Film Studies in Motion: From audiovisual essay to academic research video

Final Remarks

With this book, we primarily aimed to present a comprehensible history and a possible future of Videographic Film Studies. The precursory technologies and theories are a rich source of valuable information that can be reinvestigated and reinvigorated for the purpose of maturing a new form of audiovisual delivery. Because at the heart of these elaborate discussions and contemplations factually lies a mode of communication. ‘Mode’ applies here in all of its etymological translations: a ‘method’, ‘form’ or even ‘designated status’. The videographic form, regardless of it being autonomous or not, is multi-faceted, one that is designated in theory as a ‘problem’, which in praxis means ‘possibility’ – balancing the two explanations was the second aim of our book. For our third chapter, we wanted to use the descriptive chapters as a backdrop for a discussion that looks toward the future. As a result, the final goal of our book lies with anyone that reads this book: what will those that have read this do with the information and ideas presented in these pages?

The stepping-stones for this publication turned out further apart than we initially thought they would be: the original videographic experiment – the (un)reliable (un)reliability video – dates back to August 2013. The subsequent year, a thesis on the matter was formulated, and a year after that, the first draft of this book was completed. Yet even though the video essay was two years old by the time all the contextual considerations were in place, it still holds true. While developments in the field of Videographic Film Studies are taking place at a rapid pace – regarding both the exponential growth in production and in theoretical address of videographic work –, we believe this book suffices as a comprehensive (or at least preliminary) introduction to the subject, as well as a fertile ground for the exploration (if not furthering) of the form. New combinations of image, text and music are being made daily, but the basic components and even common traits remain largely the same; it is with an informed perspective on how to compose and combine them that we will be able to potently mature the practice.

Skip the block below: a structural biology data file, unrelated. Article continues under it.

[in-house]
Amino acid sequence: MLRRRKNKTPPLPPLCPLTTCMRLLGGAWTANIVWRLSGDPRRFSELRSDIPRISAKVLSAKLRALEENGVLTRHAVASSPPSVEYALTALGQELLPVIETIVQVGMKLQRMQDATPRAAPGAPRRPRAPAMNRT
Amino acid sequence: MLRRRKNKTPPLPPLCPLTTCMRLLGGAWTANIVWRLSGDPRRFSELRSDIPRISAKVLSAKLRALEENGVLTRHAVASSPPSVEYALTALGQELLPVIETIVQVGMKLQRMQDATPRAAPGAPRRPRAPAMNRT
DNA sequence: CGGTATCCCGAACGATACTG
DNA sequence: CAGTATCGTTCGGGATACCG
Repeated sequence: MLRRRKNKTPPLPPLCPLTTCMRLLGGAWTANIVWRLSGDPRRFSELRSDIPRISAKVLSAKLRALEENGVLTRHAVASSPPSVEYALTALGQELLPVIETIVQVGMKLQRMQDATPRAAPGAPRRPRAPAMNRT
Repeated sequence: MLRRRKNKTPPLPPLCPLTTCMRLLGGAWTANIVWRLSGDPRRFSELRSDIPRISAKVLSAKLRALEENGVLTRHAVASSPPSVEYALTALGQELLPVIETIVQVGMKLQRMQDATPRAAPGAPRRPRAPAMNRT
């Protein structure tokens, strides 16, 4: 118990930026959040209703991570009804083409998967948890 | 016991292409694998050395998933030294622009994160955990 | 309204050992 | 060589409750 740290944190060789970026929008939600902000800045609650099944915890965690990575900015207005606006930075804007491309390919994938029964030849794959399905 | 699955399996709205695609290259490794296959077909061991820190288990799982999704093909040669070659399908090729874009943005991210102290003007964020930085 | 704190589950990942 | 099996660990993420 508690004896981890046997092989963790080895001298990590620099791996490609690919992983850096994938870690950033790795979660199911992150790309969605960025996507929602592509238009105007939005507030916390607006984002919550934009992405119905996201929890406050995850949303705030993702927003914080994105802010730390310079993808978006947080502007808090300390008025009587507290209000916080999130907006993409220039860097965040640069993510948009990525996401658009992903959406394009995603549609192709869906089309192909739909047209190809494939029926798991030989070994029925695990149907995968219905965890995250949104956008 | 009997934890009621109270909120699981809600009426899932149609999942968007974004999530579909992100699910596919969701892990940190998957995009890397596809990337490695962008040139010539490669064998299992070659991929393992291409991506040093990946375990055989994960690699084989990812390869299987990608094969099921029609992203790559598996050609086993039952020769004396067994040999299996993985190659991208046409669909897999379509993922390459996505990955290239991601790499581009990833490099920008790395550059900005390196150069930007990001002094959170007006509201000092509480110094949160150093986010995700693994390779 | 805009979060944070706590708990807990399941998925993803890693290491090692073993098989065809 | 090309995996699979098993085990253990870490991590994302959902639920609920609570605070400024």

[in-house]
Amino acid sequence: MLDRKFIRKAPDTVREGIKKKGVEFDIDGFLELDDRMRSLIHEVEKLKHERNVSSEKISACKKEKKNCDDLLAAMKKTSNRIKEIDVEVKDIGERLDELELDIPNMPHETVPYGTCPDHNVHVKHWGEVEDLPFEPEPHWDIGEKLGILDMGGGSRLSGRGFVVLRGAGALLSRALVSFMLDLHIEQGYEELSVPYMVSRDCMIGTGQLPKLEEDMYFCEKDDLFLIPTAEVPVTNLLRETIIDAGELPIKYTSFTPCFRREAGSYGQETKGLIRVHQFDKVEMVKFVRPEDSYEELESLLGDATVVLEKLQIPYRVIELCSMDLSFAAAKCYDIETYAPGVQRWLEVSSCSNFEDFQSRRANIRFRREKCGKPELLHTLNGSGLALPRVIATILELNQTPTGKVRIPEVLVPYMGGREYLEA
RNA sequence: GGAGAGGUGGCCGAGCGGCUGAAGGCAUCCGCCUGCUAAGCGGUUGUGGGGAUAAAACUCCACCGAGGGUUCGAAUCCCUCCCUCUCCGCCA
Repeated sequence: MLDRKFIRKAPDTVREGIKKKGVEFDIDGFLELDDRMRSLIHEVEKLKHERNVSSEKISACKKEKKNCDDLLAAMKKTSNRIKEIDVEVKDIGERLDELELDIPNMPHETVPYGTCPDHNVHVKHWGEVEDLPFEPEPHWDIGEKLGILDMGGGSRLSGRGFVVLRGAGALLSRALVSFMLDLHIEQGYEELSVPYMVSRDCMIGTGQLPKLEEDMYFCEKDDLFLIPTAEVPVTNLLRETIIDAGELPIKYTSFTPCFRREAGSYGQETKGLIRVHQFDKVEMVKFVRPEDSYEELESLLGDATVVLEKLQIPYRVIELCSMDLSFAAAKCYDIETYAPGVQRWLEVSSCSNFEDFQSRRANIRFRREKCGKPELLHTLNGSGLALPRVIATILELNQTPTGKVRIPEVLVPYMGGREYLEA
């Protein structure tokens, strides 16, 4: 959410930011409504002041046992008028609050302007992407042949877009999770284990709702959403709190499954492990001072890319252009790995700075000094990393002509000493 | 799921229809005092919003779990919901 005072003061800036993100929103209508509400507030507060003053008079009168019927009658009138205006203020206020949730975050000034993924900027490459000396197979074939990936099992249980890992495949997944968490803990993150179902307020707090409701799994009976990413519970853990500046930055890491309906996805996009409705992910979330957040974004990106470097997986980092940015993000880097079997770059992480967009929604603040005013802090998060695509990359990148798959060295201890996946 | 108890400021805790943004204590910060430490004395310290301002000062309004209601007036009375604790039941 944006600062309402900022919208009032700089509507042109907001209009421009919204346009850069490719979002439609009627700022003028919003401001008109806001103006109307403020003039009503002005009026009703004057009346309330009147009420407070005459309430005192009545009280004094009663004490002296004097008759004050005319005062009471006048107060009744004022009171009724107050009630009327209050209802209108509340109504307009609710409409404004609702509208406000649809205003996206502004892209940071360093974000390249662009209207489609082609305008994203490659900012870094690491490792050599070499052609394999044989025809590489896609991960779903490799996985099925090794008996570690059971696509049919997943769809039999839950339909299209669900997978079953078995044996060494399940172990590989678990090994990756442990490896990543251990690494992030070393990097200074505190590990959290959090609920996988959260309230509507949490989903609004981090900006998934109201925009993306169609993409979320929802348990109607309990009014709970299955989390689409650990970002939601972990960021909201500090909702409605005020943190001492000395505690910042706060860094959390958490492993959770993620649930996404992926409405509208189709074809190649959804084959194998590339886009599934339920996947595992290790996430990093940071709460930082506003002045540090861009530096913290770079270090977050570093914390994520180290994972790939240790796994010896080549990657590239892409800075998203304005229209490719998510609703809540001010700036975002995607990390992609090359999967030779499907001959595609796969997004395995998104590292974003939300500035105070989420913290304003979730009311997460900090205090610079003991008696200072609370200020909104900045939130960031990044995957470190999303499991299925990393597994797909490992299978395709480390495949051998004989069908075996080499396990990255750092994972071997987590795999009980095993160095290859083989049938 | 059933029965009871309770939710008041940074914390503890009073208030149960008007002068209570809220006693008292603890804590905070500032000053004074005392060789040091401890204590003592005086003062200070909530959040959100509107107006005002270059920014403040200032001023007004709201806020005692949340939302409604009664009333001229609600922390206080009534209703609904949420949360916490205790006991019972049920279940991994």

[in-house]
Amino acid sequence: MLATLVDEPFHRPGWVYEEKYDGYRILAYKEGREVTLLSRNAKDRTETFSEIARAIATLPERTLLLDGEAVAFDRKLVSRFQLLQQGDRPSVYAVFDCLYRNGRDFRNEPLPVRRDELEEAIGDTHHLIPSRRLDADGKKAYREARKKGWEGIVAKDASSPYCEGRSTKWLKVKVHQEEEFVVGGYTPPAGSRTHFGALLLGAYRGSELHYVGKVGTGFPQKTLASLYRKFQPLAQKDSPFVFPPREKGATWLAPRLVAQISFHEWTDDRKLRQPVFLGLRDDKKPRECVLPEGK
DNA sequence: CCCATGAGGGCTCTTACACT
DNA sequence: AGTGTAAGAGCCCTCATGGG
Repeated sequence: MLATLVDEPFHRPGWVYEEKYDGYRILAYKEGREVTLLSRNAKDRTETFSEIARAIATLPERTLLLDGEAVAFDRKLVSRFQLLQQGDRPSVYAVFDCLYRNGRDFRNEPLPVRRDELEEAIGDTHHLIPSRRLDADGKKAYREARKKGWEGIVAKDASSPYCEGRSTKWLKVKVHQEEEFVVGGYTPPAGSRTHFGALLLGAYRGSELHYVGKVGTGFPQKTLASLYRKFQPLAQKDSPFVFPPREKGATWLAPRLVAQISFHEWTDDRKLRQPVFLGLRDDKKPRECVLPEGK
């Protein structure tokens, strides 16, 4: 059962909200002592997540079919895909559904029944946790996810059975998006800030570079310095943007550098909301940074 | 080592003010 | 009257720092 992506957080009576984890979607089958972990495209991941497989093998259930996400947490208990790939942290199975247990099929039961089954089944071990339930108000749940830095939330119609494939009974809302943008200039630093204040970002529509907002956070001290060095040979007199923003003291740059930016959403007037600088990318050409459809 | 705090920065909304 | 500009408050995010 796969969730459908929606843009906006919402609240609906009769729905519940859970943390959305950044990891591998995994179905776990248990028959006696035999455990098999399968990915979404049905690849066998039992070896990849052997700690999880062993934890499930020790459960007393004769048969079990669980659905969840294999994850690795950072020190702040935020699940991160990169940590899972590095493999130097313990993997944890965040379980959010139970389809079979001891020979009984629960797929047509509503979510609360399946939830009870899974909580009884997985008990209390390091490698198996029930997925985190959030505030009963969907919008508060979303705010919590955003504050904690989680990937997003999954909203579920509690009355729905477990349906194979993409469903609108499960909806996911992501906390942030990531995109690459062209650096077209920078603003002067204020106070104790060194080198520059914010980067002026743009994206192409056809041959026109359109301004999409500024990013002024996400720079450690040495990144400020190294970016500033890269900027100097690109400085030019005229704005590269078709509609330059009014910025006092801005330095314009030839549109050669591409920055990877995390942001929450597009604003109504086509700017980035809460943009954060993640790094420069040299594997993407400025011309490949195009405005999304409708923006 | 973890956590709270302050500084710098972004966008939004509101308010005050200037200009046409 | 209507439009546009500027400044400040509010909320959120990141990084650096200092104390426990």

Last but not least, we hope offer a note on the application of the techniques discerned in this book. One can surely opt to make new videos on new films with new ideas, but older texts and films can be assimilated as well. If anything, we would not be surprised if recommended readings for film classes will be surplussed, augmented or even (partially) replaced by videos: would not Laura Mulvey’s Visual Pleasure and Narrative Cinema work as a video? The same of which can be said, for that matter, of David Bordwell’s Film Art: An Introduction. And would not the elaborate sequences of stills in his Narration in the Fiction Film be a perfect candidate for text augmented with video? In any case we would like to close with somewhat of a repetition: we hope this book is not viewed as an argument for an end-all format, but rather as a platform that informs those interested in pursuing Videographic Film Studies. In other words, this is an invitation to set Film Studies in Motion.

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